The inclusion of high-dose therapy/autologous stem cell transplantation (HDT/ASCT) in the initial treatment plan for patients with unfavorable Hodgkin’s lymphoma (HL) has been a matter of debate for the last two decades. In 1991, Carella et al.1 published a pilot study of HDT and ASCT in patients with unfavorable HL who had achieved CR with conventional-dose therapy. In an attempt to improve the cure rate of advanced, unfavorable HL and to reduce the risk of relapse after initial response, in April 1993 we started a large co-operative study comparing HDT/ASCT versus conventional chemotherapy (CHT) in patients in CR or PR after four courses of ABVD or other doxorubicin-containing regimens.
Between April 1993 and December 2000, 208 patients were registered on the trial; among these, 163 fully complied with the protocol requests and were randomly assigned to receive HDT plus ASCT (HDT-ASCT Arm, 83 patients) versus four additional courses of the same standard chemotherapy used in the induction phase (CHT Arm, 80 patients). Unfavorable HL was defined using a Strauss-derived system.2 The details relative to patients’ characteristics, entry criteria, treatment protocol and statistical analysis have been previously described.3 At the end of the treatment program, 92% of patients in HDT-ASCT arm and 89% in CHT arm achieved a CR (p=0.6). The 5-year FFS rates were 75% (95% confidence interval [CI], range 65–85) in the HDT-ASCT arm and 82% (95% CI, range 73–90) in the CHT arm (p=0.4). The 5-year OS rates were 88% (95% CI, range 80–96) in the HDT-ASCT arm and 88% (95% CI, range 79–96) in the CHT Arm (p=0.99). The 5-year RFS rates were 88% in the HDT-ASCT arm (95% CI, range 80–96) and 94% in the CHT arm (95% CI, range 88–100), and there was no statistical difference (p=0.3). We now present the updated results of this study after an extended follow-up period of four years (median follow-up of alive patients is currently 107 months, range 9–172). In Table 1 we present a flow diagram showing what became of all the patients assigned to each arm and, finally, 10-year OS, RFS and FFS.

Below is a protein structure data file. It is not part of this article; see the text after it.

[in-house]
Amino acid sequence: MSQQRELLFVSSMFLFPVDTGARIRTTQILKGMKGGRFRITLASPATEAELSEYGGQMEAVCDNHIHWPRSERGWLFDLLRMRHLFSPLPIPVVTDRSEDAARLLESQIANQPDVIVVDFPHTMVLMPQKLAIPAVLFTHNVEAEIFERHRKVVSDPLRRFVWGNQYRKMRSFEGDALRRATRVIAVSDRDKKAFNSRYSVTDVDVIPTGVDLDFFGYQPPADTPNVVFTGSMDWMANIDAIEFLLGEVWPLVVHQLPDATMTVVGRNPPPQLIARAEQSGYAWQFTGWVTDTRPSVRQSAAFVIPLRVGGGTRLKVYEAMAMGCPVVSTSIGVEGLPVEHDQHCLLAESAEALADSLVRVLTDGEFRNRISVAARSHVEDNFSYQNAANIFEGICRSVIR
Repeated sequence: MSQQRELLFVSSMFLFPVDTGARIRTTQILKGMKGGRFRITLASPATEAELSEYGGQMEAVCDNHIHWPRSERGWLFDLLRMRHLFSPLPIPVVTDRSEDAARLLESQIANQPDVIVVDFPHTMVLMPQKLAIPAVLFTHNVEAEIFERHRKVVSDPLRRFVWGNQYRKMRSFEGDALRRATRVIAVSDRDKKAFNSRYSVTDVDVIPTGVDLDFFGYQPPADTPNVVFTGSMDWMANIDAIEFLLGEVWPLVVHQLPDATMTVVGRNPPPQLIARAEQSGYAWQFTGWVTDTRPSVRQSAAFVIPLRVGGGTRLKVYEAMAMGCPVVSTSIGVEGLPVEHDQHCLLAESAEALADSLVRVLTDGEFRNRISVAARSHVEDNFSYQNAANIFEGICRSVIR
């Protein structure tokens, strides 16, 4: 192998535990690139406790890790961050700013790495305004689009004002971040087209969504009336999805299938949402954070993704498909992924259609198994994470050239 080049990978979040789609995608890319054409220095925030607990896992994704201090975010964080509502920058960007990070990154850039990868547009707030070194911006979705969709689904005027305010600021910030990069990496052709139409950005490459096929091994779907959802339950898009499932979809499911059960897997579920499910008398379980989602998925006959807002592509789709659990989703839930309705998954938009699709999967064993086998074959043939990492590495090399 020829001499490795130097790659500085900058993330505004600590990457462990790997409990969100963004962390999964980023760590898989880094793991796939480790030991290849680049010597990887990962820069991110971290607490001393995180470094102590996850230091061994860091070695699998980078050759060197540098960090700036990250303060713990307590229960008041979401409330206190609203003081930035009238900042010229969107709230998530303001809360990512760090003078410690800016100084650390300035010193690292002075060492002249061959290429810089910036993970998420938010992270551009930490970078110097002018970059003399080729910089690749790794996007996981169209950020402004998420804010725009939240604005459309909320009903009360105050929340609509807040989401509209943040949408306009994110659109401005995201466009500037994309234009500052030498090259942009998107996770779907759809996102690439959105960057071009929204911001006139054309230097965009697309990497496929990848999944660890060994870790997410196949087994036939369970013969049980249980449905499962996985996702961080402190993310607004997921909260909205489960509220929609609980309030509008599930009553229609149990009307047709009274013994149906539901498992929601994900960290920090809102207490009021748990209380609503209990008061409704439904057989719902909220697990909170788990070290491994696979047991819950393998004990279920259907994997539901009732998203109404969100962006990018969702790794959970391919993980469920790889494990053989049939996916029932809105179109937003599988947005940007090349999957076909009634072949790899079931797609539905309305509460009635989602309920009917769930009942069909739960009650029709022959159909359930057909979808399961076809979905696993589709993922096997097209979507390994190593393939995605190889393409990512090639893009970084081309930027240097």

The 10-year OS were 85% (95% CI, range 78–90) and 84% (95% CI, range 77–89) for patients who underwent HDT-ASCT or CHT respectively. Also after an extended follow-up, no significant difference emerged between the two arms (p=0.7) (Figure 1A). Since the Hasenclever prognostic score has emerged to be more robust than the Strauss prognostic system, we also performed the analysis of our data according to the former.4 We compared outcome in the two arms but we found no statistical difference [10 year OS: IPS 0–2 (49 pts.): 98% (ASCT), 84% (CHT), p=0.5; IPS 3–6 (84 pts.): 85% (ASCT), 88% (CHT), p=0.8; 10 year FFS: IPS 0–2 (49 pts.): 84% (ASCT), 75% (CHT), p=0.4; IPS 3–6 (84 pts.): 79% (ASCT), 83% (CHT), p=0.8]. The 10-year FFS was 79% (95% CI, range 72–85) for patients in the HDT-ASCT arm and 75% (95% CI, range 67–82) for patients in the CHT arm (p=0.8) (Figure 1B). No difference in late toxicity was observed between the two groups: overall late toxicity consisted of 2 bone necrosis in the HDT/ASCT arm and 2 second malignancies, (cancer of the testis with gastric metastases and one a MDS/AML). In addition to these failures, 2 patients have died from a second malignancy (both lung cancers), one in each arm.
Therefore, after a median follow-up of 107 months, our data definitely support the view that for patients responding to initial conventional CHT the consolidation with HDT/ASCT is not superior to consolidation with conventional-dose therapy and, most importantly, confirm that HDT/ASCT as consolidation therapy should no longer be offered to these patients.
Another relevant issue of our study was the evaluation of safety of an early use of HDT followed by ASCT. According to published data, 2% of deaths caused by HDT/ASCT toxicity can be expected.5 In the present study, only one toxic death occurred thus confirming the increasing safety of this procedure when performed in the initial course of the disease. Of course, these conclusions refer to a population diagnosed with HL in the pre-FDG-PET era, when the treatment decisions were based on adverse risk factors present at time of diagnosis, before treatment was started. Currently, we have more chance of reducing treatment related toxicities and of avoiding undue treatment in selected groups of patients who can be cured with standard-dose regimens. Using FDG-PET scan in the evaluation of treatment response in HL, the negative predictive value is high (81–100%) showing the ability of FDG-PET to identify patients with excellent prognosis.6–8 To these patients we can reasonably apply the conclusions of our study, that is that they do not benefit from an early intensification with HDT and ASCT. The ongoing worldwide trials will most probably provide a definite answer to the role of early PET in the selection of patients at high risk of relapse candidates for intensification with HDT and ASCT.
- Angelo Michele Carella and Massimo Federico contributed equally to this study.
- Funding: supported by a grant from “Associazione Angela Serra per la Ricerca sul Cancro,” Modena, Italy.
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